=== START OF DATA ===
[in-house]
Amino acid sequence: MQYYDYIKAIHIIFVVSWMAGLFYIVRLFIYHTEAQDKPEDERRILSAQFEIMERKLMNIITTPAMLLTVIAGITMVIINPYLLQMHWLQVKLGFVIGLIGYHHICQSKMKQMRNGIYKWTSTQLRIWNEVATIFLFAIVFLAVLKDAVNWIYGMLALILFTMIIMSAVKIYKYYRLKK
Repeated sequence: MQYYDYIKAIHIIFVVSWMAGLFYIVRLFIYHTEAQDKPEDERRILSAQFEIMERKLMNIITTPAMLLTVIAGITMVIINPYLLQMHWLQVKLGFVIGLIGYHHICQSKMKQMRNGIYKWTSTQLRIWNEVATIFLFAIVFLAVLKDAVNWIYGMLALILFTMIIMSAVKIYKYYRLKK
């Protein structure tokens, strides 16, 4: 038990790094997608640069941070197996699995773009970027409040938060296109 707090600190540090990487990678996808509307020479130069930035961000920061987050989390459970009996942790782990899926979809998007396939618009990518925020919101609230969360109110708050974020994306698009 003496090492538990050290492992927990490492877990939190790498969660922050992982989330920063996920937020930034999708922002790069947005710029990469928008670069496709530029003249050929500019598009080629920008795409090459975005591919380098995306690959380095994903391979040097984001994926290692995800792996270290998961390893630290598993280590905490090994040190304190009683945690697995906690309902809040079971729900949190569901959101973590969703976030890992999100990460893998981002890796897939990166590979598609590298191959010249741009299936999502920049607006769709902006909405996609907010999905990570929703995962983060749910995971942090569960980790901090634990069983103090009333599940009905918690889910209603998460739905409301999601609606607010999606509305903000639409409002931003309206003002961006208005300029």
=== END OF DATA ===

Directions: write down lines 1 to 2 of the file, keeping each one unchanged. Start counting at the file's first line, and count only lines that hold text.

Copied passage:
[in-house]
Amino acid sequence: MQYYDYIKAIHIIFVVSWMAGLFYIVRLFIYHTEAQDKPEDERRILSAQFEIMERKLMNIITTPAMLLTVIAGITMVIINPYLLQMHWLQVKLGFVIGLIGYHHICQSKMKQMRNGIYKWTSTQLRIWNEVATIFLFAIVFLAVLKDAVNWIYGMLALILFTMIIMSAVKIYKYYRLKK